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Community Mental Health Care in the COVID-19 Response: An Italian Example

Emanuele Caroppo, PhD; Ilaria Lega, MD; Danilo Cognetti, Psych; and Vittoria Rotunno, Psych

Published: May 28, 2020

Community Mental Health Care in the COVID-19 Response:

An Italian Example

Since March 9, 2020, Italy has been in a nationwide lockdown in response to the coronavirus disease 2019 (COVID-19) outbreak. We are experiencing this pandemic in a community mental health center (CMHC) that treats more than 2,600 patients a year in an area with approximately 177,000 inhabitants in northeastern Rome. Community psychiatry has been the national policy for over 40 years in Italy, wherein CMHCs deliver the bulk of outpatient adult psychiatric care by managing therapeutic and rehabilitation activities and ensuring domiciliary care and emergency interventions.1,2

So far, our COVID-19 response has required 3 stages. In the first stage, an emergency response was implemented. Personal protective equipment, hand washing, and social distancing were introduced. Onsite and domiciliary care was reserved for urgent cases and for patients treated with depot antipsychotics. All other patients were guaranteed telephone support. Group psychotherapies, multifamily groups, and rehabilitation activities were suspended. In the aftermath of the sudden lockdown, clinicians autonomously switched as many patients as possible to remote platform-based supportive sessions.

Two weeks later, we found ourselves in the second stage, taking action to respond to the needs of first-contact patients. Social isolation, concern about contagion, and work stoppage were some of the stressful factors linked to the new requests of mental health support we provided. A telephone response service addressing citizens with psychological issues was implemented by the department, while our center gave preferential access to health care workers directly involved in the response to the epidemic.

The third stage started by preparing for the easing of restrictions, which went into place on May 4th, and by following the regional operational provisions. Onsite psychiatric care was again made available to all patients with severe psychiatric disorders, which encompasses the majority of our patients. For patients accessing our CMHC, we provided a COVID-19 remote triage the day before the visit, as well as an onsite triage area, while requiring the use of surgical face masks. Through careful appointment planning and the establishment of a distinct urgent care pathway, we tried to minimize opportunities for contact among patients. By strictly scheduling visits, we were able to reach all those patients we could not see in the last 2 months. The use of long-acting injectables, reserved for patients with poor therapy compliance, remained stable. Psychotherapy sessions are still conducted remotely as much as possible, while the need for social distancing has led to a limited restart of the rehabilitation activities. There is still concern for those patients who had finally agreed to commence rehabilitative interventions as a result of a long therapeutic process and whose treatment was, unfortunately, first interrupted and then scaled down.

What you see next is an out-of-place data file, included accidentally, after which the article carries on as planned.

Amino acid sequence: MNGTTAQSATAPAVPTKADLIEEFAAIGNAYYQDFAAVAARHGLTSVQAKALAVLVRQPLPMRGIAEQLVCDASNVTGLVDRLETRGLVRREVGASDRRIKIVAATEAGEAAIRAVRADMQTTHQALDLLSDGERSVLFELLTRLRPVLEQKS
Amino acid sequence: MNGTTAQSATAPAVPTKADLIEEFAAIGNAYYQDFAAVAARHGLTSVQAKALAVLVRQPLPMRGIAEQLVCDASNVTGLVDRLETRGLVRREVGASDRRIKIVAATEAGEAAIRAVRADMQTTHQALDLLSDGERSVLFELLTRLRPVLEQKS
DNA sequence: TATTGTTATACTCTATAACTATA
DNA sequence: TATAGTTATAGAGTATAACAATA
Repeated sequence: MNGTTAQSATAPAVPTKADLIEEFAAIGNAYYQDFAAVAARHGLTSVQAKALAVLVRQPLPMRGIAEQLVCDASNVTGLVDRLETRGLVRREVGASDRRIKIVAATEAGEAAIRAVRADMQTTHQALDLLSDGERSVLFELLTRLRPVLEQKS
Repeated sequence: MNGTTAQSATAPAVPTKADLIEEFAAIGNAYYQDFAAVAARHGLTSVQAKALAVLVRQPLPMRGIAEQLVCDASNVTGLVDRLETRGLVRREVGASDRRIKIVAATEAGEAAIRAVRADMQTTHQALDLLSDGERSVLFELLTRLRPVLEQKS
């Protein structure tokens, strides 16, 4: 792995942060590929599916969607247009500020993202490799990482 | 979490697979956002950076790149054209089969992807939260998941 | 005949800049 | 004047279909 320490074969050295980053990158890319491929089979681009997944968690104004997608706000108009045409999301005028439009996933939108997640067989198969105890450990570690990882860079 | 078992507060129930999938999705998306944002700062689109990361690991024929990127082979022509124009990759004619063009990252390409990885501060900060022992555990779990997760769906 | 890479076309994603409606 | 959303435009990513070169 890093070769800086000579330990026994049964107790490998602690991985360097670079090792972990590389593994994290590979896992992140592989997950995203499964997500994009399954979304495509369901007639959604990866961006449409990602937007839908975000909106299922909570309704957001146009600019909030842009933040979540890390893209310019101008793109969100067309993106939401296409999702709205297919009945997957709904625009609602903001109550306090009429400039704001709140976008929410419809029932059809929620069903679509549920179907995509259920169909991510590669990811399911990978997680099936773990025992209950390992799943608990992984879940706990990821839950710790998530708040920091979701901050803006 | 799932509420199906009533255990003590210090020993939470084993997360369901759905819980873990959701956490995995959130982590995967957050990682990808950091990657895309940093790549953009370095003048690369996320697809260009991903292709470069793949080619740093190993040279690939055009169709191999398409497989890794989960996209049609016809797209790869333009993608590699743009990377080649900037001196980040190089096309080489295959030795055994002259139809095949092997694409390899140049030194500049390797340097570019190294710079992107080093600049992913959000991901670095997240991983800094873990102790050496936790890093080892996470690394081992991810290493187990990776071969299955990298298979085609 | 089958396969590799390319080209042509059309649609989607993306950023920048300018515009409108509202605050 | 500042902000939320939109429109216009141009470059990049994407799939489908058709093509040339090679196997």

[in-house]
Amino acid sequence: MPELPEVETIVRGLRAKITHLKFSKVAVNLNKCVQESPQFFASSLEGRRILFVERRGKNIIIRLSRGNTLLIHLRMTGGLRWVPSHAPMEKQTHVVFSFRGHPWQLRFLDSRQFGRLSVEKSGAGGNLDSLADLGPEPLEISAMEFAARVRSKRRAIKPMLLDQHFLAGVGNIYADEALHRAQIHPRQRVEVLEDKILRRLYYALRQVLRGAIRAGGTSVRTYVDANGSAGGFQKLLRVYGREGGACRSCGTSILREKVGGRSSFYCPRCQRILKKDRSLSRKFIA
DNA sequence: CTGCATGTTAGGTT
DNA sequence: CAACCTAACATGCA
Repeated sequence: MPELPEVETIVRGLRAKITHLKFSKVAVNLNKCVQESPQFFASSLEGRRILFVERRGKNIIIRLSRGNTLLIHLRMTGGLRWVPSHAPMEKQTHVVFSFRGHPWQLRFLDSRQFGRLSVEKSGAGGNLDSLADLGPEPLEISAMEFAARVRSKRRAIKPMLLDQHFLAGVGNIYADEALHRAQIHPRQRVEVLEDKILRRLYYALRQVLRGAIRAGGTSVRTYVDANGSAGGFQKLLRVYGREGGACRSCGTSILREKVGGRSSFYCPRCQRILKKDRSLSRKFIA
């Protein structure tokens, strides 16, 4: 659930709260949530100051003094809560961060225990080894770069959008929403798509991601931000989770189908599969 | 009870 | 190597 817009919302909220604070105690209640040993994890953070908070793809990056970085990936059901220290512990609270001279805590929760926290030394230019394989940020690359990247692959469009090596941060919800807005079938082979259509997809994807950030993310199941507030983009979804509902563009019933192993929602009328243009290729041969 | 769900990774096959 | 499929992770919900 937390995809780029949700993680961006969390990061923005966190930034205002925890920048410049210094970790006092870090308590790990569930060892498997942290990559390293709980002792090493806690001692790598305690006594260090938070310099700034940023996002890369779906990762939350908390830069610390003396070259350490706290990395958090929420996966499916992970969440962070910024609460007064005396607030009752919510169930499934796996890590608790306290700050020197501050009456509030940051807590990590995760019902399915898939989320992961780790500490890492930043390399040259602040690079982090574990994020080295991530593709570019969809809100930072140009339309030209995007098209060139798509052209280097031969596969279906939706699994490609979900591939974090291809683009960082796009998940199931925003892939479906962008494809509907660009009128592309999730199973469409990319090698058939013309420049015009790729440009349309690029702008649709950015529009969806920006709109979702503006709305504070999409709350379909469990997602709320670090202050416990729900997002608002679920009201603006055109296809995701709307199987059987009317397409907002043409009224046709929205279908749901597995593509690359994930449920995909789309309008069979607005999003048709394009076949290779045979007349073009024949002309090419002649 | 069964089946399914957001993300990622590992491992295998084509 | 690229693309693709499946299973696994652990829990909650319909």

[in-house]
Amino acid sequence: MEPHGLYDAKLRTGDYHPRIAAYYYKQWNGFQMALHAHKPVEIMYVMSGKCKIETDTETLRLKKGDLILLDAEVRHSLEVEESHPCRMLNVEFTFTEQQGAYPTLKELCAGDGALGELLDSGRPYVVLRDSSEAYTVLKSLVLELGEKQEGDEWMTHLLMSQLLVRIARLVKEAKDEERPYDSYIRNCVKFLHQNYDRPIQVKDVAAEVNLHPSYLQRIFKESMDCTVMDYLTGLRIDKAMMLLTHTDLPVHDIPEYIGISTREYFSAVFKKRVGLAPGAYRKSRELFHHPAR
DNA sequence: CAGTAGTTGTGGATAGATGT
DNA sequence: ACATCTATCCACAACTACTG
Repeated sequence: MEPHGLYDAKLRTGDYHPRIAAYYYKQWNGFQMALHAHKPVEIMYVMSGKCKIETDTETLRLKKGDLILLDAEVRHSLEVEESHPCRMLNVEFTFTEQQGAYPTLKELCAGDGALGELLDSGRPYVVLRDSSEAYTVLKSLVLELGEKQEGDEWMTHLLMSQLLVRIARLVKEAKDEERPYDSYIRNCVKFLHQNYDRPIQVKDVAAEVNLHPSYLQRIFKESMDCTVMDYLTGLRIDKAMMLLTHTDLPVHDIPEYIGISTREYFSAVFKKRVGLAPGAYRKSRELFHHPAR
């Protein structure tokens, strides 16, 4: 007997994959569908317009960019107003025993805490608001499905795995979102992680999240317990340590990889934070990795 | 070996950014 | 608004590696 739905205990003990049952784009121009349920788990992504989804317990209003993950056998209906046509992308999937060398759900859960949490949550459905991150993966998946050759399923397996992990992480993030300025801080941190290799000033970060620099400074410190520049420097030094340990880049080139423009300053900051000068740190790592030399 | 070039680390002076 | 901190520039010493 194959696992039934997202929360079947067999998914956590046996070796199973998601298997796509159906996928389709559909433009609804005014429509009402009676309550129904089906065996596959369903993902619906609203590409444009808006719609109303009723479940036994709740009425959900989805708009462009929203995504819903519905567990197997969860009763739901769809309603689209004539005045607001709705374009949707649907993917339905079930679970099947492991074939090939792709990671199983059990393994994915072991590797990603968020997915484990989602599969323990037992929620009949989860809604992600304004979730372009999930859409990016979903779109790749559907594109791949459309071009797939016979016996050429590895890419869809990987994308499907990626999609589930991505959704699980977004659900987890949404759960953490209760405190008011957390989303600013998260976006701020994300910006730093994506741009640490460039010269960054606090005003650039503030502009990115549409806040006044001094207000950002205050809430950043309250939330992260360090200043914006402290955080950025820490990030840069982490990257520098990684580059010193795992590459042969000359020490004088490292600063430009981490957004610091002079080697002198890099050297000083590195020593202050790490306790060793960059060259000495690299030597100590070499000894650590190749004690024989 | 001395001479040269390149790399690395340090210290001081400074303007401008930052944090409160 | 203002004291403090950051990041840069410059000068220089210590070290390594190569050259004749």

A broader reflection on the role of mental health services in the new scenario has just begun.3,4 Some of the issues that closely affect our work include the need for training in telepsychiatry, equal access to remote therapies, and the reduced role of domiciliary care.5,6 Moreover, CMHCs could usefully collaborate with other community health services to identify and address new health and psychosocial needs.

COVID-19 has dramatically affected rehabilitation. We need to reestablish a direct dialogue with our patients and their families to envisage new forms of rehabilitation and resocialization. The trajectory of a clinical practice born from the dismantling of the walls of the psychiatric hospitals has suddenly reversed its course, forcing us to raise barriers instead of breaking them down and increasing distances rather than reducing them.7

In this predicament, we must never forget that "we had already understood that a sick individual has, as a first necessity, not only the treatment of the disease, but many other things: he/she needs a human relationship with those taking care of him/her, as well as real answers for him/her as a whole person, including the need for money as well as everything else that we, as doctors taking care of the patient, need."8(p11)

Received: May 5, 2020.

Published online: May 28, 2020.

Potential conflicts of interest: None.

Acknowledgments: The authors thank Annalisa Saccà , PhD (St John’s University, Queens, New York), for her expert editing of the text. Dr Saccà  has no conflicts of interest related to the subject of this commentary.


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aMental Health Department, Local Health Unit ROMA 2, Rome, Italy

bNational Centre for Disease Prevention and Health Promotion, Istituto Superiore di Sanití —Italian National Institutes of Health, Rome, Italy

*Corresponding author: Ilaria Lega, MD, National Centre for Disease Prevention and Health Promotion, Istituto Superiore di Sanití —Italian National Institutes of Health, Viale Regina Elena 299, 00161 Rome, Italy (

Prim Care Companion CNS Disord 2020;22(3):20com02659

To cite: Caroppo E, Lega I, Cognetti D, et al. Community mental health care in the COVID-19 response: an Italian example. Prim Care Companion CNS Disord. 2020;22(3):20com02659.

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